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How to Lay Down Guitar Tracks to Your Computer

written by: Bobby Ivie•edited by: Amy Carson•updated: 6/3/2011

Forget about spending a lot of money to go into a studio to record music. And forget about doing it on a traditional tape recorder. These are the days when anyone can be a producer and make great recordings at home. From guitar to drums, you can create your own masterpiece on your computer.

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    guitar playing It is the dream of every musician to be recorded. Musicians love to hear themselves play, if for no other reason, to see how they are progressing. There was a time when the most affordable way for the average person to make recordings was a cheap reel-to-reel or cassette tape player.

    Fortunately, there is now some great software for making mind-boggling recordings to a PC. That is because of the realistic effects that are included in the better programs. These include everything from classic amplifier sounds to intricate stomp box effects. Do you really need them, though?

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    Line-in Guitar Recordings

    You can record directly through a line-in by plugging your electric guitar straight into the line-in on your sound card. This may not always work, but if it does, you will probably be disappointed with the sound. It will be wimpy and have no decoration like reverb or delay. You may be able to doctor the sound with an audio program that came with the computer, but these are not designed for the intricacies of an electric guitar, especially if you want to rock out.

    The next alternative -- a much better one -- is to use the line out from your guitar amplifier to your computer. The problem with this is that it bypasses the speakers, which play a big part in decorating the sound. To get the essence of the speakers, consider recording with a microphone.

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    Microphone Recordings

    In the recording studio, engineers record instruments using microphones. The mics are placed in front of a guitar amp's speakers to capture the sound. This is the best way to capture the big sound of a stack of Marshalls or any other setup. This retains the percussive sound that line-in recordings miss; mics capture that "thump" from the speakers.

    This is fine if you are able to record this way at home, but most people cannot because of various limitations: enough room to record, cranky neighbors, and expense of a good soundboard. Of course, if you are recording into your computer you can get software to mix the signal in the same way a soundboard does.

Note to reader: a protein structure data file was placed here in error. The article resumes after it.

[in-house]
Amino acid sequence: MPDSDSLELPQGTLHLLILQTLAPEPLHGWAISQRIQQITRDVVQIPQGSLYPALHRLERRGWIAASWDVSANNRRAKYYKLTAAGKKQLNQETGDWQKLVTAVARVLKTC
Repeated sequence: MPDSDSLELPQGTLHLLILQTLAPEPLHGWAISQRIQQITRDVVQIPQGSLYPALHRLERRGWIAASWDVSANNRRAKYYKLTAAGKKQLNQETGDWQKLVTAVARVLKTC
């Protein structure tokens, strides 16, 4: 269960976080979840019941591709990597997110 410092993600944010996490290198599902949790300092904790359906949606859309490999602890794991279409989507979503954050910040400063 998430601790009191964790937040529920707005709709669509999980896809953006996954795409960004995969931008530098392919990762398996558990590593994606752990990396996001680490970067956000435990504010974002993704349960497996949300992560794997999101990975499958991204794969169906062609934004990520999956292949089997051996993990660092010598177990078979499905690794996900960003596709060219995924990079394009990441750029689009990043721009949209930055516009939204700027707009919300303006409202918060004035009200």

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    Use Guitar Recording Software for the Best Results

    To get a superb recording of your guitar, you need software. The software assists with sound levels and the coloration of the music. It replaces the soundboard found in a recording studio. It also eliminates the need for an amplifier and external effects because it has integrated effects that replicate the favorites of guitar players.

    Replicated sounds include those from classic British amplifiers and speaker cabinets like those used in the late 60s and early 70s. The software also recreates peddle and stomp box effects such as delay, distortion, chorus and most any you have ever used. If you need the sound of a Tube Screamer like the one Stevie Ray Vaughn used, you can get it. If you want to duplicate Jimi Hendrix's gear, you can do that, too.

    In addition to laying down your guitar parts, you can have drum tracks, bass and many other instruments in your recording. The highest quality programs have synthesizer capabilities that allow you to make your guitar sound like a horn or string section, among many other things. This allows you to not only record your own licks, but make an entire composition with all the necessary instruments.

    Some manufacturers offer a combination of hardware and software. This makes it easier to plug your guitar into your computer, and offers more options for guitar sounds. It sits right on your physical desktop and connects to the computer through USB. A good example of this is Line 6 Guitar Port, which allows for essential tweaking of the sound before it evens reaches the software.

    A typical program, like Guitar Tracks Pro 4 and RiffWorks, costs around $100, and they are worth every penny. The trick is to find the one that is loaded with the most features that fit your needs. In addition, it is a good idea to read honest reviews from other guitar players. You can trust that they are not going to remain silent if they find a flaw or limitations in the software.

    Having the ability to lay down guitar tracks to a computer, and even add additional instruments, is an exciting thing for guitar slingers. They can now write their own songs and store licks they thought of that they might otherwise forget. Guitar recording software allows them to get that big sound they get from their external equipment, but in a more controlled environment.

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    Resources

    References: Writer Experience

    Image: MorgueFile/ardelfin